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Old 08-21-2019, 11:17 PM
 
Location: Scottsdale, AZ
8,164 posts, read 4,983,991 times
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Quote:
Originally Posted by NJBoy3 View Post
If you get deep into the study as I did you will find many of the people who do this do it because of lack of funds. Very difficult to do day in day out for years on end.
I can understand people doing it due to a lack of funds.

What I can't understand is a married couple, each gainfully employed, each owning a home, quitting their jobs, selling their houses and hitting the road in a 20 year old broken down RV that was literally crumbling. (They are relatives, so this is how I know.) They planned a 6 month tour of the U.S. Didn't make it.

That's how nuts people can get from watching this YouTube stuff. It can make you so dissatisfied with your current life that you throw it all away. Does it affect everyone the same way? Of course not. You looked deeper, did your research and spotted the drawbacks. Good for you!
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Old Yesterday, 05:07 AM
 
6,443 posts, read 4,848,247 times
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Quote:
Originally Posted by NJBoy3 View Post
Watch videos on YouTube. Watch them all. Get deep into the weeds.

I spent hundreds of hours studying this topic. Thought it would be fun to go out west. Find a quality used camper and do this for a few years. Lots of inexpensive options using legitimate parks.

But not an easy life. Managing food is difficult. Basic sanitation is difficult. Staying warm is difficult and often not safe with some of the options people regularly use. Forget staying cool in the oppressive heat. Just getting safe drinking water in some areas can be extremely difficult.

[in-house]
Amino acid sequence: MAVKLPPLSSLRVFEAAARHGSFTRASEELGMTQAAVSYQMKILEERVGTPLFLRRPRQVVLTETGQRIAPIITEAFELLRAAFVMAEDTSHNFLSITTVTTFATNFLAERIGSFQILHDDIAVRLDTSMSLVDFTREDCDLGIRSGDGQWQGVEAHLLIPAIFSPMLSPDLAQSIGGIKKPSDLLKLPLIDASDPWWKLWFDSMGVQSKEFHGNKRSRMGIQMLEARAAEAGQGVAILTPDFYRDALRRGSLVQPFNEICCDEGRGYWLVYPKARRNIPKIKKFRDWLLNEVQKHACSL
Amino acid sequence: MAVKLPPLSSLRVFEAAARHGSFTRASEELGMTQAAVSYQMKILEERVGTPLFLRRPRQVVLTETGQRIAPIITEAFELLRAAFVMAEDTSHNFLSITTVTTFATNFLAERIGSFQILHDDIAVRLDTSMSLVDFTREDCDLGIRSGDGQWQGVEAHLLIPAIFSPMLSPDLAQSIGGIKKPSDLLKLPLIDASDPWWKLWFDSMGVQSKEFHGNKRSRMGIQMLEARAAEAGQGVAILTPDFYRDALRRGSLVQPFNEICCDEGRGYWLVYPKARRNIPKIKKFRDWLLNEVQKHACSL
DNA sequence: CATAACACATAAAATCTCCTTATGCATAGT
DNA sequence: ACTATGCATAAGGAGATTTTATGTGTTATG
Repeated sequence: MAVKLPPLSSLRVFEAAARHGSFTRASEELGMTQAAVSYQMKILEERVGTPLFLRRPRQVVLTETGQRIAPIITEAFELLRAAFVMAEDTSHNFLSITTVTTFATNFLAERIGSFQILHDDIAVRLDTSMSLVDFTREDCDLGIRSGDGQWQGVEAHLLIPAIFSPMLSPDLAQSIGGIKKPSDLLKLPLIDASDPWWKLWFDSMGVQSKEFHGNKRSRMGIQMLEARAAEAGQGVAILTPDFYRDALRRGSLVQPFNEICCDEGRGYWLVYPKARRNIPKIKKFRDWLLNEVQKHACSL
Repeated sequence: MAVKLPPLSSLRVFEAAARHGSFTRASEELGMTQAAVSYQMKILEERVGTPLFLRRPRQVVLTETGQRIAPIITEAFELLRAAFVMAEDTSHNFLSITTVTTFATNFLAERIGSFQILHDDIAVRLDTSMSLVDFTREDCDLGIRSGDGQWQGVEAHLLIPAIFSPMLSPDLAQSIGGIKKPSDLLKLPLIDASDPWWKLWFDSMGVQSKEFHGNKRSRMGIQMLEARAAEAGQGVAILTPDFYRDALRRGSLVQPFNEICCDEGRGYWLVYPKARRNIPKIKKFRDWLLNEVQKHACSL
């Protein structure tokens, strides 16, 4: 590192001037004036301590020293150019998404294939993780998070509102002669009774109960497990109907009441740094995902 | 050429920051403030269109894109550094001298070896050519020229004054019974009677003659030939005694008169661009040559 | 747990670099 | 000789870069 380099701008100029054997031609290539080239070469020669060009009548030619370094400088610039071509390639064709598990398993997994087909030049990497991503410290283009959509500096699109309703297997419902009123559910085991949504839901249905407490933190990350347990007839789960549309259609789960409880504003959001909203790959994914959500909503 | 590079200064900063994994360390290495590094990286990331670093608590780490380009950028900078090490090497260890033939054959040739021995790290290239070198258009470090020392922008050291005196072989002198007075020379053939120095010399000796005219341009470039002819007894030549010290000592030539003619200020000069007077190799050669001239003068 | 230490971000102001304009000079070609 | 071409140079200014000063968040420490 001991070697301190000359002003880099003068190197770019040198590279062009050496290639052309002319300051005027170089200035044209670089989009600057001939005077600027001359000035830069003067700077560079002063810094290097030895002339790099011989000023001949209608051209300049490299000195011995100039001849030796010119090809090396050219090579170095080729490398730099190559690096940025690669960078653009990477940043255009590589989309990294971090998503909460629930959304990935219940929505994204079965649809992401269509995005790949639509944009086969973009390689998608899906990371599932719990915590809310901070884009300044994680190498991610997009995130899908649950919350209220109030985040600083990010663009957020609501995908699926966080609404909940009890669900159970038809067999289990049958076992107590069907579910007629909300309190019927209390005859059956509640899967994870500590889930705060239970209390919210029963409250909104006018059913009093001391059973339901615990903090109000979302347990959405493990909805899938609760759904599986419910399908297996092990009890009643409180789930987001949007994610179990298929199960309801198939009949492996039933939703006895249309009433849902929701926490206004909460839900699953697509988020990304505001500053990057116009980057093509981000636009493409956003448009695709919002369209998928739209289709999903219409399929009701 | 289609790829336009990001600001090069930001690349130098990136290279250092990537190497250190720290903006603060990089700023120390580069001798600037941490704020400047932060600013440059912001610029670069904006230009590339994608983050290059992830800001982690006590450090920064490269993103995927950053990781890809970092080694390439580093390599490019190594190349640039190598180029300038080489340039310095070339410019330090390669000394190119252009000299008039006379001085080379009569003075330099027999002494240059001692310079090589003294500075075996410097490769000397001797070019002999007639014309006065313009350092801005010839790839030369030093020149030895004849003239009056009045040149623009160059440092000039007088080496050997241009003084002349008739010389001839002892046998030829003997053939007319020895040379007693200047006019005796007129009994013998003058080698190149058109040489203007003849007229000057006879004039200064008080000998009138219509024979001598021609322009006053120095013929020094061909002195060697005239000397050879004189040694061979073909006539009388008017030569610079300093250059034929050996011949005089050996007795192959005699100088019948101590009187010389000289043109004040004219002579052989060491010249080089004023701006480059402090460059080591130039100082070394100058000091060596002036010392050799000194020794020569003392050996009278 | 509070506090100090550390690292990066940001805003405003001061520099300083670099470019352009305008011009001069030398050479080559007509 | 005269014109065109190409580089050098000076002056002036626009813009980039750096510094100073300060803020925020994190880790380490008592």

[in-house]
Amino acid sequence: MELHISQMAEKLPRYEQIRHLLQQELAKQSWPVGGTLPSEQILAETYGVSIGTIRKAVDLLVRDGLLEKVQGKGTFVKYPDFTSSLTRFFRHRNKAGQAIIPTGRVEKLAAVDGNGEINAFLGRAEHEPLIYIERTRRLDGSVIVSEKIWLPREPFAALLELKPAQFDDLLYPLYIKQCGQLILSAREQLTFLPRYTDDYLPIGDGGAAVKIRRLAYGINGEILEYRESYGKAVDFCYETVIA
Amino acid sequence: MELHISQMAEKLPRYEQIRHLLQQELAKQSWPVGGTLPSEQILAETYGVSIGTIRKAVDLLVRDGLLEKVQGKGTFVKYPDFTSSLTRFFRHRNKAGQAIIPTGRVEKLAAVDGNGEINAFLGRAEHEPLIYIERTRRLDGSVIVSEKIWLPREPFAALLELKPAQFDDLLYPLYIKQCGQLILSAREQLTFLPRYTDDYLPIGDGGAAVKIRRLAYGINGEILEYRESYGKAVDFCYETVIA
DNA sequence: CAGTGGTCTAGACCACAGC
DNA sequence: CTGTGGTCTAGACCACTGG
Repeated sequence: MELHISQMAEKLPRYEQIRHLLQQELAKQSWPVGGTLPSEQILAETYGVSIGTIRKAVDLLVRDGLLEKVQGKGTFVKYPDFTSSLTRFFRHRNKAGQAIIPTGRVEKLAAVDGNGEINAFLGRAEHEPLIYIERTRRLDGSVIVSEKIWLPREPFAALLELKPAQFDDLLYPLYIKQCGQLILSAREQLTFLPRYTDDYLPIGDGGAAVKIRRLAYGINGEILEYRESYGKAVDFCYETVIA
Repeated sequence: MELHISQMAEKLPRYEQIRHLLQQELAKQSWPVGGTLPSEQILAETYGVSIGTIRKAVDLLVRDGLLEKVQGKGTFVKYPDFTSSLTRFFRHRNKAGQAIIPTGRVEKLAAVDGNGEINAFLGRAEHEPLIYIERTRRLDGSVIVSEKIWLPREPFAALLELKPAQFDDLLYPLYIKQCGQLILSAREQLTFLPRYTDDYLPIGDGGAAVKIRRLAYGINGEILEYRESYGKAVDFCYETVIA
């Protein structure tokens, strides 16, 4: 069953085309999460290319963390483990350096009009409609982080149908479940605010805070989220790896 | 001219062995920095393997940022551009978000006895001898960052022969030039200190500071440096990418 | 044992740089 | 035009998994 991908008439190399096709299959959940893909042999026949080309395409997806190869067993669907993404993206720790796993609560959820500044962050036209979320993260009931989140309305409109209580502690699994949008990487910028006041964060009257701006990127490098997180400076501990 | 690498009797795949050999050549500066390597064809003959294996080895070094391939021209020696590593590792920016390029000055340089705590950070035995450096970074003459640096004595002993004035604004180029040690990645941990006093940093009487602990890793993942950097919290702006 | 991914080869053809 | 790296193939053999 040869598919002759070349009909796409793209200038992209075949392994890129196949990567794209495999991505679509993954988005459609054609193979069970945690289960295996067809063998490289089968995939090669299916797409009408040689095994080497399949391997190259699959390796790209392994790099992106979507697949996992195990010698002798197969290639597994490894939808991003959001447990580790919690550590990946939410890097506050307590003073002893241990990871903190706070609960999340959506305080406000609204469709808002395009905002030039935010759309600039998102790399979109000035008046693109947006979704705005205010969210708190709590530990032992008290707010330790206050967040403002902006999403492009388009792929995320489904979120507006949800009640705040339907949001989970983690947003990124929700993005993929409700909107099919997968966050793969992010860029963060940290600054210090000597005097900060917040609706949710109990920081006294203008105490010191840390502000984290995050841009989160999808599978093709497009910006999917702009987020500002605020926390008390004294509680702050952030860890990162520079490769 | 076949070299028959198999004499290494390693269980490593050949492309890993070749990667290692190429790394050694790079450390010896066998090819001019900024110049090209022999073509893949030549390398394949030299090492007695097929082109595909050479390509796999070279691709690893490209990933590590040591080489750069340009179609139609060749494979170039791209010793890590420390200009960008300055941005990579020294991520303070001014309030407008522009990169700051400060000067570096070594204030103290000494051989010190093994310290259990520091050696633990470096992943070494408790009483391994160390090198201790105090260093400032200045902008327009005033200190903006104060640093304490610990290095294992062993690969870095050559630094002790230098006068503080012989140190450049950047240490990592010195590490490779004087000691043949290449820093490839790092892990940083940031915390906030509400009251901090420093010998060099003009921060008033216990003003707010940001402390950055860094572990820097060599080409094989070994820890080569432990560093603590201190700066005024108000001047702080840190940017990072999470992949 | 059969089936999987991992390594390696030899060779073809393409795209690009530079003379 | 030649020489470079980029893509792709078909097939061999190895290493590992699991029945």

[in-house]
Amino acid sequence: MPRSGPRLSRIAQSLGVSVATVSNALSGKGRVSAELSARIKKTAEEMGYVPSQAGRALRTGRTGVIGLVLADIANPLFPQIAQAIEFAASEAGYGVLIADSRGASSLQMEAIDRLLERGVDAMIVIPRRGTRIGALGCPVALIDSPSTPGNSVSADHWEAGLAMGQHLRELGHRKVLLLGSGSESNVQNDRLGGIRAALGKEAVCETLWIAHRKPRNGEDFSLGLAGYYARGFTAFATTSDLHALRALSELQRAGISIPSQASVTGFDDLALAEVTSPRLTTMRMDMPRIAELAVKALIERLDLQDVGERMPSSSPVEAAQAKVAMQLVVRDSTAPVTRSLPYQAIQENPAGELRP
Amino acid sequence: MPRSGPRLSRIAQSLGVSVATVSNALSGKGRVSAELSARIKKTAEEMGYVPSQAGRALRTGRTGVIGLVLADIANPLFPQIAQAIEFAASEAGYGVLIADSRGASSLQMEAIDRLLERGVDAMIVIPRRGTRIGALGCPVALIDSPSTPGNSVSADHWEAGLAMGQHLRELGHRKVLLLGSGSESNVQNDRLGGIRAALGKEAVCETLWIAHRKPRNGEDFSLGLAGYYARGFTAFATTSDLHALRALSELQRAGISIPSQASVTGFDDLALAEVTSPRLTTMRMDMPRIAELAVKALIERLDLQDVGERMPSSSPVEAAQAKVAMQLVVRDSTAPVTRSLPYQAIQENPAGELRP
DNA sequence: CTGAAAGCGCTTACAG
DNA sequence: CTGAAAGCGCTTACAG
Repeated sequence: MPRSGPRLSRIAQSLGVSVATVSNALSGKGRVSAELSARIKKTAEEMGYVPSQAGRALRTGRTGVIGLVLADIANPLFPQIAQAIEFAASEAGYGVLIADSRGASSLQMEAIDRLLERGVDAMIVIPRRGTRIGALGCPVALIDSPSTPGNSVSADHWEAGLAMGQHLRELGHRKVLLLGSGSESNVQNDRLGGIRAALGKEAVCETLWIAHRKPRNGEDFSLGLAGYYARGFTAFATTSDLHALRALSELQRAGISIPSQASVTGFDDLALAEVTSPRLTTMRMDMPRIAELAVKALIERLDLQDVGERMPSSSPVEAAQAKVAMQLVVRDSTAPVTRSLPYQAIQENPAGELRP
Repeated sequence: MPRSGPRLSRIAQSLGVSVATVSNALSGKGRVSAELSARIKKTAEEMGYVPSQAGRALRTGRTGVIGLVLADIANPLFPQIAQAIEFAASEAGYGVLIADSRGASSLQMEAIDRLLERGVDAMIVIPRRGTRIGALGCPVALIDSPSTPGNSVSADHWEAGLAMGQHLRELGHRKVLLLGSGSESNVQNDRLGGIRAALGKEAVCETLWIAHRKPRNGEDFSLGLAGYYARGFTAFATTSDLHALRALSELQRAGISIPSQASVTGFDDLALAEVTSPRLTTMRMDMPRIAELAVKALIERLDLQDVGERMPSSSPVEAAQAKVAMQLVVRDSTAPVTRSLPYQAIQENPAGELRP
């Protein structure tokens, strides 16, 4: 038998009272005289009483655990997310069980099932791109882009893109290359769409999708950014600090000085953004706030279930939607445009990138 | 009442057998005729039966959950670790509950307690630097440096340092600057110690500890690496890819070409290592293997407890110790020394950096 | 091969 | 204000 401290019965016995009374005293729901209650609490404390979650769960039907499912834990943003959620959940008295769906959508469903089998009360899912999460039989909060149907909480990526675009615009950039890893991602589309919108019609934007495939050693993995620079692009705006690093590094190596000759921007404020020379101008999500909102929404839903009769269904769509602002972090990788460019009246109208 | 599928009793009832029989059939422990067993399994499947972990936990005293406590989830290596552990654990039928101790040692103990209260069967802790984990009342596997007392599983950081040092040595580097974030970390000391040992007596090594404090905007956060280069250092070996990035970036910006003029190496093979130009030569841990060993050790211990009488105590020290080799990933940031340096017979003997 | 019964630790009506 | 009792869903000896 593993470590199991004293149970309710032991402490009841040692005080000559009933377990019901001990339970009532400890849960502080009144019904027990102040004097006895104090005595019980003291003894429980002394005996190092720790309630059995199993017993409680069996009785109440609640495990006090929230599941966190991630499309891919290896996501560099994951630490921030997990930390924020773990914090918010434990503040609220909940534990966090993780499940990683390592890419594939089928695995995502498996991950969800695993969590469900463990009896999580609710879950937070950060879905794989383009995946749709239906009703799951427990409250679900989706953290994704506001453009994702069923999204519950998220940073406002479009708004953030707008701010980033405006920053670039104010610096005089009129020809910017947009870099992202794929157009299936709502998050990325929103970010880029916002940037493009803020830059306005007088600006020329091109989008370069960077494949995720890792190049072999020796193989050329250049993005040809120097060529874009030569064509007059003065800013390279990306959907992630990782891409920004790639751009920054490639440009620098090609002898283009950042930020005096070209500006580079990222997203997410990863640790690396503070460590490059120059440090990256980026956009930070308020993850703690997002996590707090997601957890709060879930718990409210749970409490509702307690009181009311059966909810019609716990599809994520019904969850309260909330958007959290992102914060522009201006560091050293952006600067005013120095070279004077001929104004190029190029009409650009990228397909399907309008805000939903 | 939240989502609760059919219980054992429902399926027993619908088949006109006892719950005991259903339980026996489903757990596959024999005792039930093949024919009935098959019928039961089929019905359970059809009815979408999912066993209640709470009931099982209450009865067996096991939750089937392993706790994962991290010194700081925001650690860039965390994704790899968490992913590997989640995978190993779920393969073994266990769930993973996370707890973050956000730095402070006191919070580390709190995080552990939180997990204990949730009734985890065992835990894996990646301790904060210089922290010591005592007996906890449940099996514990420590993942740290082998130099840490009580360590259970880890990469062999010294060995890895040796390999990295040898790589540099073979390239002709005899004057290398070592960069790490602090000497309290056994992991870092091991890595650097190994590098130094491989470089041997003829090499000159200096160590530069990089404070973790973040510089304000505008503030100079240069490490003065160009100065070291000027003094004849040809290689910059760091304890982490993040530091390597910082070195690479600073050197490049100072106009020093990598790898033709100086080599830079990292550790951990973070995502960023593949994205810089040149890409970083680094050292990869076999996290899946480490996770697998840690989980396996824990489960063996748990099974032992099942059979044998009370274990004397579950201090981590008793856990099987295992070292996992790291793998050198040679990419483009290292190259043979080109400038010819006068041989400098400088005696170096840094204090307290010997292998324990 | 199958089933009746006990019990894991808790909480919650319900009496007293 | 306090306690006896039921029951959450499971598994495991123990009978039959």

Staying safe day in and day out can be extremely difficult. Predators can easily see you as a target.

If you get deep into the study as I did you will find many of the people who do this do it because of lack of funds. Very difficult to do day in day out for years on end.

And pooping in a bucket. You are going to see plenty on this topic.

Just not for me..
It sounds like you saw a lot of videos but never gave it a try. Forget the videos. I set out as a full timer without ever looking at one of them.

The logistics were simple for me.

I never had much of an issue with food. There were times especially in the large national parks when buying food is difficult. I did not try to eat as I might living next to a grocer store. There are plenty of options for foods that keep well and don't take a lot of space and allow for fixing meals quickly. It did not take a lot of work and any videos to find them.

I had no issues with "basic sanitation". I did Navy type showers to conserve water and quickly learned to take a daily shower with about 1 gallon of water. Dumping the toilet was a frequent nuisance but certainly not difficult. I use a cassette system which can be dumped at any dump station or outhouse or even a toilet.

Staying warm was not an issue. My truck camper has a decent furnace. The furnace does a great job in moderately cold conditions and I move when the temps are really low. I also have an A/C but typically move when the temps become oppressive.

I have spent hundreds and hundreds of nights in all sorts of places and never felt unsafe. There were a few rare instances when I moved on and did not stay at some isolated area that seemed unsafe. That included a couple of rest stops and a couple of ghetto level neighborhoods.

You can find people living in their cars because they have no money. This usually occurs in urban areas not out in nature in national parks or forests.
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Old Yesterday, 05:17 AM